Although effective, oral antifungal therapy is still not completely successful. Recent studies have shown that combination therapy with oral and topical agents offers an increased cure rate for patients. We review the main drug combinations that have been tested. Additional measures, such as mechanical intervention, may help improve response rates further. (J Am Podiatr Med Assoc 96(2): 116–119, 2006)
Toenail onychomycosis is a common condition that is equally challenging for podiatrists and patients. This case study documents a 26-year-old woman with bilateral total dystrophic onychomycosis of at least 5 years’ duration. She had previously failed to respond to treatment with ciclopirox nail lacquer 8% and, despite hiding her condition with nail polish, was suffering from embarrassment, distress, and low self-esteem. At initial consultation, 100% of both great toenails was affected. After discussion of all treatment options, the patient opted for topical efinaconazole 10% solution, once daily for 48 weeks. Significant improvement was noted at the first (4-week) assessment period. This improvement was maintained through each subsequent virtual consultation, and complete cure was seen at a 30-week follow-up visit. To the author’s knowledge, this is the first published report on the use of efinaconazole in total dystrophic onychomycosis. It suggests that the product may be effective in patients with even the most severe and treatment-recalcitrant disease, who are unwilling or unable to tolerate systemic antifungal therapy.
Onychomycosis is one of the most common diseases of the toenails. The costs of diagnosis and treatment are substantial, and as the population ages, the overall cost burden will continue to escalate. The purpose of this study was to correlate dermoscopic features with pathologic diagnosis to support the accuracy of point-of-care diagnosis by dermoscopic examination.
Nail unit pathology reports of 52 patients with abnormal great toenails were compared with the dermoscopic features detected by nail unit dermoscopy.
The dermoscopic analysis predicted the laboratory diagnosis in 90.4% of the study patients. The specific dermoscopic findings of short spikes (P < .001), long striae (P < .001), aurora borealis (P < .001), irregular termination (P = .003), dermatophytoma (P = .011), transverse onycholysis (P = .018), and dry scale (P = .04) patterns were all significantly associated with pathology test results consistent with oncyhomycosis. Transverse onycholysis (P = .018) was significantly associated with negative pathology results consistent with the diagnosis of nail dystrophy.
Point-of-care examination by dermoscopy positively correlates with histopathologic tests and could be used to diagnose onychomycosis while reducing diagnostic costs.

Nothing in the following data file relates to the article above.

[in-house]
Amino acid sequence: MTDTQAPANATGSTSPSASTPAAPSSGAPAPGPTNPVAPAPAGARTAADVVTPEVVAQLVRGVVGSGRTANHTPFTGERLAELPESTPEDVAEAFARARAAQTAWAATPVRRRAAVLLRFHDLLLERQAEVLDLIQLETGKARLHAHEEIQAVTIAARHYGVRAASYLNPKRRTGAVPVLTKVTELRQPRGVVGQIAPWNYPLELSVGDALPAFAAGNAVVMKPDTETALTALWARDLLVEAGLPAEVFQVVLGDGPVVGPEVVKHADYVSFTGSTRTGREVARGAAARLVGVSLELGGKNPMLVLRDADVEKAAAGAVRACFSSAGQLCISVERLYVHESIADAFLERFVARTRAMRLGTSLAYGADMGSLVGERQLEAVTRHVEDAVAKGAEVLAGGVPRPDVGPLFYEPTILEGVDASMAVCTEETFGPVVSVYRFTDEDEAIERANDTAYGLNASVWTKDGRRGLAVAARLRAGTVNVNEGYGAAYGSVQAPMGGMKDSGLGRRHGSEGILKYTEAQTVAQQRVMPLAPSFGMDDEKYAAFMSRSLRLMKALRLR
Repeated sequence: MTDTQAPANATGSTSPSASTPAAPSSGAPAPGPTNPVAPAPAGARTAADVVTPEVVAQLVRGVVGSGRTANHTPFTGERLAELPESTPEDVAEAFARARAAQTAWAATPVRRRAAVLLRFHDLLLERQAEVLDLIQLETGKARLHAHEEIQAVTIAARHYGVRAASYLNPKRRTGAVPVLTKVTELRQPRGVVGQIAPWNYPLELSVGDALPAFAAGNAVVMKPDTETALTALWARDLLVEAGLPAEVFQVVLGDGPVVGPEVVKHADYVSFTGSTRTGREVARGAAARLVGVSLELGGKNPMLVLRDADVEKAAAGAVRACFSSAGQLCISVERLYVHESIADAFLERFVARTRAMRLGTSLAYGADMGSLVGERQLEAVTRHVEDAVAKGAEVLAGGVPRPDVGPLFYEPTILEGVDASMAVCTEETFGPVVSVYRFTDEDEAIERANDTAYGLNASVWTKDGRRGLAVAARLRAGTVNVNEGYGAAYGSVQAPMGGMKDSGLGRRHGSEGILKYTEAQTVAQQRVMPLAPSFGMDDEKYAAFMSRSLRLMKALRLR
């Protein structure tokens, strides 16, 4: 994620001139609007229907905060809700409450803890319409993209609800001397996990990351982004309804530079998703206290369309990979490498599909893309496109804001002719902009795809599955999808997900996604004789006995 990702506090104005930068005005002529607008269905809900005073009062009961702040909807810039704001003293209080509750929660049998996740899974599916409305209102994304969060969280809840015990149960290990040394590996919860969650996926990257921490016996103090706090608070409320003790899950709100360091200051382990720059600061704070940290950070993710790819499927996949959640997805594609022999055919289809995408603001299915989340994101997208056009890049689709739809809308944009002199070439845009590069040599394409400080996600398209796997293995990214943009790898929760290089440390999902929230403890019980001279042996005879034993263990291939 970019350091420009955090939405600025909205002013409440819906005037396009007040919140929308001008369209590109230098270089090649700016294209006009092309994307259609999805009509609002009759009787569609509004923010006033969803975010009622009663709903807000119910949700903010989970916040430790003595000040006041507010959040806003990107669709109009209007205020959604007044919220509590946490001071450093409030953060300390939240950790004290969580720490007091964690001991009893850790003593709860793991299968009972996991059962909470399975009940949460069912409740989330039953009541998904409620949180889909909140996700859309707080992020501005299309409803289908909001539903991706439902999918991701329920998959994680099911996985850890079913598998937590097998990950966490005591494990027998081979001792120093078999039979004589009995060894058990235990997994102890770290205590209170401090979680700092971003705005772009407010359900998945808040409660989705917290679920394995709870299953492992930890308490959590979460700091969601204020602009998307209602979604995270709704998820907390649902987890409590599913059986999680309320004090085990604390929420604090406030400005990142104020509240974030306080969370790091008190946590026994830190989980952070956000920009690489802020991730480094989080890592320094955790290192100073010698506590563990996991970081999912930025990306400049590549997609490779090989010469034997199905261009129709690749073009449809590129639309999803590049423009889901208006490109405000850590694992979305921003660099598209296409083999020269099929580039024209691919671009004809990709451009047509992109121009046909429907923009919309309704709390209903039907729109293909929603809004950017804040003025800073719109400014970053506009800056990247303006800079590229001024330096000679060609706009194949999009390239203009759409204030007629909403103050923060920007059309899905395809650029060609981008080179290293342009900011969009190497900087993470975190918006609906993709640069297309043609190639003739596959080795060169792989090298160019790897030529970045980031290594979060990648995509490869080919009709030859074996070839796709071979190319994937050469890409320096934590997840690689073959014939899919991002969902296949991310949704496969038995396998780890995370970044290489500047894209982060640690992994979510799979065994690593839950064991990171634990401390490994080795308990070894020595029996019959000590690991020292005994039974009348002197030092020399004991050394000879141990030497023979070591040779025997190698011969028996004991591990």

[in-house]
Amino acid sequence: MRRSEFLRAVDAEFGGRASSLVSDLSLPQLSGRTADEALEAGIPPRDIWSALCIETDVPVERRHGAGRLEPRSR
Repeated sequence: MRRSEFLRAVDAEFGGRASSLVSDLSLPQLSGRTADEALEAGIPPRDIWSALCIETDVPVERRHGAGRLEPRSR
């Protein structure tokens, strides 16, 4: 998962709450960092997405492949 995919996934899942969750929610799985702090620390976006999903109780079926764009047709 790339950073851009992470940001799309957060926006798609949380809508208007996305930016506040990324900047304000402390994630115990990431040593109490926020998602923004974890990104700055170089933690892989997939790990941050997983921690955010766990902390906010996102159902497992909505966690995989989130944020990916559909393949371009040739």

Background: Complementary and alternative medicine (CAM) is one of the fastest growing areas of health care. This has necessitated an increased awareness and understanding of CAM by conventional health professionals.
Methods: A questionnaire seeking information about use of and attitudes toward CAM was mailed to 1,365 Australian podiatric physicians.
Results: Ninety-one percent of Australian podiatric physicians surveyed have used at least one CAM therapy in the past 12 months, and 93% have treated patients with CAM or have recommended its use to patients. Overall, the respondents rated their knowledge of various CAM therapies as “average,” and responses on the CAM Health Belief Questionnaire indicated that respondents tended not to endorse CAM health beliefs, with statements about CAM therapies being seen as “a threat to public safety” and effects being “usually due to the placebo effect” producing the strongest responses.
Conclusions: Complementary and alternative medicine therapies are already being used in podiatric medical practice, and there are significant opportunities for further research into CAM education and clinical research relevant to podiatric medicine. (J Am Podiatr Med Assoc 99(2): 121–128, 2009)
This study was conducted to investigate the efficacy of oral terbinafine with and without aggressive debridement for the treatment of toenail onychomycosis. Onychomycosis patients aged 18 to 75 years received 12 weeks of terbinafine, 250 mg/day, alone (n = 255) or with aggressive debridement (n = 249). Both groups showed marked improvement from baseline at all time points. At week 48, complete, mycologic, and clinical cure rates were higher in the terbinafine plus debridement group compared with the terbinafine alone group, although significance was reached only for clinical cure (59.8% versus 51.4%; P = .023). Although approximately 39% of the patients received at least one antidiabetic, antihypertensive, or cholesterol-lowering agent concomitantly, including statins, the incidence of treatment-emergent adverse events was low and the adverse events were generally mild to moderate in severity. No clinically significant changes in liver transaminase levels were observed 6 weeks after treatment or after 12 weeks in those tested. These results support the well-established safety and efficacy of terbinafine for treatment of onychomycosis. (J Am Podiatr Med Assoc 96(6): 465–473, 2006)